Charging E-Cigarette Blamed for Vehicle Fire - FOX 18 Quad Cities News and Weather

Charging E-Cigarette Blamed for Vehicle Fire

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Electronic cigarettes, or e-cigs, are said to contain fewer harmful ingredients than traditional, tobacco cigarettes, but there could be danger with the way they're charged.

That apparently was to blame for a recent vehicle fire in Mount Morris, Illinois.

The Sterling firefighters who responded on Friday say an e-cig that was apparently left charging for several hours in the truck was the cause of the fire that left behind a good deal of damage to the vehicle's interior

They say the battery inside the charger was likely the problem. It's a lithium battery, which are also often used in laptops and cell phones, and experts say they're prone to overheating and exploding - especially with e-cigarettes.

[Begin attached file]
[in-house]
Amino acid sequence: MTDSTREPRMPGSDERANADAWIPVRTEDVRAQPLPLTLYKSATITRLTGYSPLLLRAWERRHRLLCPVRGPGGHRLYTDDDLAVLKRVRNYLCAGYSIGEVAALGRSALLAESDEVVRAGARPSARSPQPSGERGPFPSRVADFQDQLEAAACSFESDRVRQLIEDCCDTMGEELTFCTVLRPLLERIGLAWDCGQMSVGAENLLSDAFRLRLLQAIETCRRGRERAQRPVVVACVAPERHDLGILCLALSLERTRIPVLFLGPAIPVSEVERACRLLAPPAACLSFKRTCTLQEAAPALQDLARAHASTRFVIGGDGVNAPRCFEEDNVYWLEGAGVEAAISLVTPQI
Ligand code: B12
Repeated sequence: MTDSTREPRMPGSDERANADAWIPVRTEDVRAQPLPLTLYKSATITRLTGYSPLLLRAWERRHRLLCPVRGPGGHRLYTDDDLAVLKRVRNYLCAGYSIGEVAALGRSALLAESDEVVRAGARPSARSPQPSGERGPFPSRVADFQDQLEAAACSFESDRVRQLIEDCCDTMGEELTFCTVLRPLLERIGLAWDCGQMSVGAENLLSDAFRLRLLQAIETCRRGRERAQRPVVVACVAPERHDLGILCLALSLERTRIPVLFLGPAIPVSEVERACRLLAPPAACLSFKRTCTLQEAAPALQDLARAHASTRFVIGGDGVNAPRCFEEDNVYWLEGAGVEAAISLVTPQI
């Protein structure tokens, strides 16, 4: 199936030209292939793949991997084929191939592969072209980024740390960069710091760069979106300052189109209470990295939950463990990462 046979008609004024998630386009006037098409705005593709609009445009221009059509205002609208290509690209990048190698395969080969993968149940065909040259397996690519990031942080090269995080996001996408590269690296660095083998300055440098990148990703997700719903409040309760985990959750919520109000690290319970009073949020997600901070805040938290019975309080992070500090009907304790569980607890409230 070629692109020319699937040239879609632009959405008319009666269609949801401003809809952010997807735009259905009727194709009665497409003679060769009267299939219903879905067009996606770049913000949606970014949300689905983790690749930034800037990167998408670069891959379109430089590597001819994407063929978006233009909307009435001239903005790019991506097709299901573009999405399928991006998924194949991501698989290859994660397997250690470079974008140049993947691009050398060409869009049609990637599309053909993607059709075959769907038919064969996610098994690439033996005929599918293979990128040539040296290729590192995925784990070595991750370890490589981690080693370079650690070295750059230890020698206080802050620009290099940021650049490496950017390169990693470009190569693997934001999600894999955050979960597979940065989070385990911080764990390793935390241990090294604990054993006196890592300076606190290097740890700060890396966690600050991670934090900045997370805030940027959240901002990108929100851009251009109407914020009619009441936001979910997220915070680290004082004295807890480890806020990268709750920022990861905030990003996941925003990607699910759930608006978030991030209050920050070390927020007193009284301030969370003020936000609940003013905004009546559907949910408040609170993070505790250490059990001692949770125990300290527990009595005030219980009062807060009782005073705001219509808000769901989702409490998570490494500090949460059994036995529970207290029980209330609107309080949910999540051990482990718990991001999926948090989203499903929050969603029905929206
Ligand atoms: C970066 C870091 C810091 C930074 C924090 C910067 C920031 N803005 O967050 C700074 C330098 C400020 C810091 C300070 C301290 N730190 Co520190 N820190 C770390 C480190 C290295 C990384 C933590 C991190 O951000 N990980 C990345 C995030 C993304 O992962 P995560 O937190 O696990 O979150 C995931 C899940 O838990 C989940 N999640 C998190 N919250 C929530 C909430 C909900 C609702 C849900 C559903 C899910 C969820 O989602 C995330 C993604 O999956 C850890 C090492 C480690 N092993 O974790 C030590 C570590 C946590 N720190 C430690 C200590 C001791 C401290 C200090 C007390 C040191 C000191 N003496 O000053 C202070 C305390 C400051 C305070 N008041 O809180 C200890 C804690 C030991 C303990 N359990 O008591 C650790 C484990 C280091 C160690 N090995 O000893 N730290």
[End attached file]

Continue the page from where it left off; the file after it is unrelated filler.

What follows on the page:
There have been dozens of cases of e-cigarettes causing fires across the world, but this is the first time the Sterling Fire Department has had to respond to such a burn.

Now, Lieutenant Matt Laughlin says he wants consumers to pay attention to the brand of the charger and the e-cig itself.

"More times than not, people are not using the proper charger that it comes with, and sometimes, it can overheat and the lithium battery inside the e-cigarette tends to heat up a little faster and burns more hot, which causes the excess heat, which could possibly make it explode," he explained.

Fire officials also advise consumers to keep an eye on other devices like cell phone and iPads while they're charging - whether at home, in vehicles, or USB ports.

As with e-cigarettes, there have been plenty of reports of fires caused by overheating those devices.

Lt. Laughlin says if the e-cigarette does not come with a charger, consumers should find out which brands are most compatible to reduce the fire risk.



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